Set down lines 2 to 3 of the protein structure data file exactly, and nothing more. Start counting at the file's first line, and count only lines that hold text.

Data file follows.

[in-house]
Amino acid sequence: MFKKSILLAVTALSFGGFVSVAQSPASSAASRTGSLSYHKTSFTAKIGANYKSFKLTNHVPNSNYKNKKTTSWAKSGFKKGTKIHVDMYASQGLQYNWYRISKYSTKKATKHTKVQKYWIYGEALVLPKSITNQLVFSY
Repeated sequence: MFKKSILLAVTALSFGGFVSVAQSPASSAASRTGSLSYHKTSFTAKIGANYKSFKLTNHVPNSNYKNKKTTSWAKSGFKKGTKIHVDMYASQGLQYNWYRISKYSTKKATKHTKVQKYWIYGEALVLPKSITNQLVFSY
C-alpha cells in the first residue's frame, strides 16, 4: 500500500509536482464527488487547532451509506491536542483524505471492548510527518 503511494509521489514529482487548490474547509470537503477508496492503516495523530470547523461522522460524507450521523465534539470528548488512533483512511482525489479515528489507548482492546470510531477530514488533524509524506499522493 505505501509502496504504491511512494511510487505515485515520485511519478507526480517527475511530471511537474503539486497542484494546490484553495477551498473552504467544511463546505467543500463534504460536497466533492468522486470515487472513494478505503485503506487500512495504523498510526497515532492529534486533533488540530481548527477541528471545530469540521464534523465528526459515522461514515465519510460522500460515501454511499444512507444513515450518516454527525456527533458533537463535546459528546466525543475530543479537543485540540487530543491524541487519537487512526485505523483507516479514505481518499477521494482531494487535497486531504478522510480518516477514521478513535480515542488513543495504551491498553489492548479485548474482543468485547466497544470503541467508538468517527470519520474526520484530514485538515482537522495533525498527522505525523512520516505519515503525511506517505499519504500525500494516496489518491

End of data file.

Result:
Amino acid sequence: MFKKSILLAVTALSFGGFVSVAQSPASSAASRTGSLSYHKTSFTAKIGANYKSFKLTNHVPNSNYKNKKTTSWAKSGFKKGTKIHVDMYASQGLQYNWYRISKYSTKKATKHTKVQKYWIYGEALVLPKSITNQLVFSY
Repeated sequence: MFKKSILLAVTALSFGGFVSVAQSPASSAASRTGSLSYHKTSFTAKIGANYKSFKLTNHVPNSNYKNKKTTSWAKSGFKKGTKIHVDMYASQGLQYNWYRISKYSTKKATKHTKVQKYWIYGEALVLPKSITNQLVFSY